Spectators and Volunteers: The Life Force of a Marathon

I’ve had a couple race reviews I have been really needing to post( especially since I have been asked about them by other runners), and I will definitely have them posting soon, but the horrific events at  the Boston marathon have caused a lot of moments of somber reflection and “what-if” feelings, and I felt it was important to write some of my feelings about those who were injured and killed during the bombing, because a common trait was shared amongst many of them, and that was that they were spectators.

Marathons are difficult no matter how many you’ve run, and marathon runners are resilient because they will do whatever it takes to cross the finish line and earn that medal. The sense of accomplishment is amazing, and even after 13 marathons I find myself being so thrilled to complete another one. The race medals are piling up, as well as the race shirts and swag, and yet I still have the drive to continue running rather than slow down. It’s so wonderful to explore a new state on foot and make so many new running friends (even if just for a few hours), it’s truly a unifying and positive experience. The feel of crossing the finish line is exhilarating and that feeling of elated joy NEVER fades for me. Even after crossing the finish line, I can’t help but smile and congratulate the finishers around me, ask how they’re feeling, and sometimes we’ve even hugged. It’s just that emotional and uplifting.

There are so many facets of a race though, that I think can sometimes go unrecognized, and I felt it was important to mention it. A marathon is NOT just about the runners, and without these other contributing elements it would simply be an incomplete disaster. Whether we realize it or not at the time, we need each and every one of these facets like we need vital organs. The marathon is a living and breathing thing with many important components that are needed to run effectively:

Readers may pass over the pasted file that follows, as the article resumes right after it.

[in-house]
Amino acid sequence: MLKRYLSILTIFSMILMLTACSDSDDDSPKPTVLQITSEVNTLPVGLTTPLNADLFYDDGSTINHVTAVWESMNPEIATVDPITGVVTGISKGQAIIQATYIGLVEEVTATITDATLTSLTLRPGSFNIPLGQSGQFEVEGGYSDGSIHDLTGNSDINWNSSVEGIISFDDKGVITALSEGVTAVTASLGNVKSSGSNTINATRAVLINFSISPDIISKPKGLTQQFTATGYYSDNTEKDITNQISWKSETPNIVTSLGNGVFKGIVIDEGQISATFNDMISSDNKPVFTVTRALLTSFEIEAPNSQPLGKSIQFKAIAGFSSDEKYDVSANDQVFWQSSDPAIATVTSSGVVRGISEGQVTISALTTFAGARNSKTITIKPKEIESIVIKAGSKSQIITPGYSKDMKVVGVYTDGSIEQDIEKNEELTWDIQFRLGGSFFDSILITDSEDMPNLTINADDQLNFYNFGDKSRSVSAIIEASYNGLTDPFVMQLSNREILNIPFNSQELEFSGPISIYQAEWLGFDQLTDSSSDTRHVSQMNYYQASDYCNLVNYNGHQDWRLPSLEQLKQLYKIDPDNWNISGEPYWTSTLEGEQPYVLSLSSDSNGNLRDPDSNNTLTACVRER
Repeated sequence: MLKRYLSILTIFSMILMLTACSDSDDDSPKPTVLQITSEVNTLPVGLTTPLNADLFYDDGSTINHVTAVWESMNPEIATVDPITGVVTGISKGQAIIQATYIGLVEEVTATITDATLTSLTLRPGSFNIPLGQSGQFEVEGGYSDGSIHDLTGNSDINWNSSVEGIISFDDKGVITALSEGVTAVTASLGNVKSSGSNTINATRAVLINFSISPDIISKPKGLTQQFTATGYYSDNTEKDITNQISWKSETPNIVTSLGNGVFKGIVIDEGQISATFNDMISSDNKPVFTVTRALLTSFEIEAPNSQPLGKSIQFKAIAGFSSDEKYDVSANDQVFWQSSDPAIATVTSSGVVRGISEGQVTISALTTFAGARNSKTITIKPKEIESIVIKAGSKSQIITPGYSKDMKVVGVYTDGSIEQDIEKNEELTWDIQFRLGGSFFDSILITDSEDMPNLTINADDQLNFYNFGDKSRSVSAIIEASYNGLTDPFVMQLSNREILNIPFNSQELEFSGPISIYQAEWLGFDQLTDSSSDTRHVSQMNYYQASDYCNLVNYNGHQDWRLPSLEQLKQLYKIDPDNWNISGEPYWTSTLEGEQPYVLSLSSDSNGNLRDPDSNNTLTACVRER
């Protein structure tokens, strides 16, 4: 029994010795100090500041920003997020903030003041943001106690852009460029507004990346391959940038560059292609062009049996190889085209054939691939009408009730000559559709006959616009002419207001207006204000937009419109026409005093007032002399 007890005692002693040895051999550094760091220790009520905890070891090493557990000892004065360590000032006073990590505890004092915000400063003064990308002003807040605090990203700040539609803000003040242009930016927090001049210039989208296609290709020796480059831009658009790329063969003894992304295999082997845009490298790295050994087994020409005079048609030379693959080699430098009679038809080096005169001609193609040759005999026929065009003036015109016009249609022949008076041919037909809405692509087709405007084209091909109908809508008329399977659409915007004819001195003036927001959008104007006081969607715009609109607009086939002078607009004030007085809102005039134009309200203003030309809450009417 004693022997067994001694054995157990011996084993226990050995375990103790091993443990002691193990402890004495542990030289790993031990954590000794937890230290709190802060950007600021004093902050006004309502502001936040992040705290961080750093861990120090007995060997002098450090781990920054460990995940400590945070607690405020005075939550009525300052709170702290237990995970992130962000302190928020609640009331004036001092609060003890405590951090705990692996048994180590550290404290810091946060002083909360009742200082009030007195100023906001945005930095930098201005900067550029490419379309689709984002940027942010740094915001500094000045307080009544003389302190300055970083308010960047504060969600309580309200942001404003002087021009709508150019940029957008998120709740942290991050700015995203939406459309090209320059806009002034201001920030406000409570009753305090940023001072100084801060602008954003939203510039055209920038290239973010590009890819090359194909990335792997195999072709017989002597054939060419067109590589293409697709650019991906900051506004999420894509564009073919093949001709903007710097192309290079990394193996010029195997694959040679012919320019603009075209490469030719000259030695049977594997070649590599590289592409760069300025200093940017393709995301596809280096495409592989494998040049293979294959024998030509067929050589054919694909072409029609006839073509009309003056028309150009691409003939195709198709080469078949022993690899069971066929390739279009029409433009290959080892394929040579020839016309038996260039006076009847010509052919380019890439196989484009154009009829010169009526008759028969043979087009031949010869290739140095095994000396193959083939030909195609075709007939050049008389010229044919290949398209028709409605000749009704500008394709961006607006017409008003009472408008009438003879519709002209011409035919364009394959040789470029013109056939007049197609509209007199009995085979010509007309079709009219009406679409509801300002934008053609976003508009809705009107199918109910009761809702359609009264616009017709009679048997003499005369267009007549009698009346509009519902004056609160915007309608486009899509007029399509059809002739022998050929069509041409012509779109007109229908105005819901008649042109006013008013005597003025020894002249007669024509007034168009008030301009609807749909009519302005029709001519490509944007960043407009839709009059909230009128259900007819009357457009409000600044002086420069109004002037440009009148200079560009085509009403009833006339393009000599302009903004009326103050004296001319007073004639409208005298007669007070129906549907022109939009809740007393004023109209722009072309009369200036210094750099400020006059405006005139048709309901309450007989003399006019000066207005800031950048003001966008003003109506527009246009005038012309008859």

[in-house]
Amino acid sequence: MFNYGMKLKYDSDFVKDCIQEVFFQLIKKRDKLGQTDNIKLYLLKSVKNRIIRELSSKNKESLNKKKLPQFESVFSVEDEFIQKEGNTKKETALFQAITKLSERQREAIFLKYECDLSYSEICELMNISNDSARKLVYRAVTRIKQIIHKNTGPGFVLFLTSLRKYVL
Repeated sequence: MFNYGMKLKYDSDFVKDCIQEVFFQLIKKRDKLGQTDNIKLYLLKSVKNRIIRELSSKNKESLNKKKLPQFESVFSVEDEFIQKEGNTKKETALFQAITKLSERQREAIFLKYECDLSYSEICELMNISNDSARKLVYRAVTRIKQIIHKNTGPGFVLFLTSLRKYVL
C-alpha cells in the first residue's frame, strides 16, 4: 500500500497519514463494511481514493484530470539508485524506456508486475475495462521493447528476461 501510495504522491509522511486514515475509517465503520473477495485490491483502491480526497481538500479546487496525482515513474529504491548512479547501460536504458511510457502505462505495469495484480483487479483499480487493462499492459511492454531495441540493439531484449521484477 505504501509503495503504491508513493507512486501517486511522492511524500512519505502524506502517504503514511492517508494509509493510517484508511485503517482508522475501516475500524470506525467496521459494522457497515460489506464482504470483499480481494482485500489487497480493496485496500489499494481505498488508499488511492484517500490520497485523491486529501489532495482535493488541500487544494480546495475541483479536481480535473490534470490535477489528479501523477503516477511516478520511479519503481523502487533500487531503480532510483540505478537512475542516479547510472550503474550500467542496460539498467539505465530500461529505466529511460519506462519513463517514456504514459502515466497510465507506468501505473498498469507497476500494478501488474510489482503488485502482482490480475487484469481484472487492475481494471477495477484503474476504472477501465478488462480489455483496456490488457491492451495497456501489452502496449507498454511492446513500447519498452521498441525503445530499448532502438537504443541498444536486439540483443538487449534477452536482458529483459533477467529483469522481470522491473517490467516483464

The spectators are truly part of the driving force of a marathon. They stand in the cold, wind, blazing sun and rain, and cheer for HOURS. They ring cowbells, dress in costume,  hold up motivating signs, make their own fuel and beer stations for the runners, and children anxiously stand waiting for high fives. Their claps, cheers and shouts, listening to them call out your name, all of it provides that extra boost and adrenaline rush that we all need. Even though they may not a family member, they are PROUD OF YOU, and encourage you as if you were their own kin. They are so incredibly important to a marathon, and their love and support of the runners is something that can’t be put into words.

The volunteers have to wear a multitude of hats. Some are there at packet pick-up to ensure you get everything you need before race day. Others get up early, stand for HOURS holding out water, sports drinks, gels and food for us. Others spent backbreaking hours cleaning up our cups that we (sometimes) discard without a care (though I always try to aim for a trash bin to save them some trouble). They range from children and teens, to members of the military, various charity organizations, and a multitude of other groups. They cheer us on, give an encouraging word and a smile, and range in age from young children to seniors…their enthusiasm doesn’t falter and they help provide the sustenance we need to get to the next milestone as we race to the finish line. In smaller races, they are sometimes your ONLY spectators. The firemen and police direct traffic and keep the course safe for you to cross roads safely. The medical stations are manned by people ready and willing to assist during an emergency or even a lesser ailment (whether it’s a little BodyGlide or BioFreeze, heat exhaustion or blisters, they treat everything with the same amount of concern). Without these volunteers, we would certainly have a much harder time as marathoners.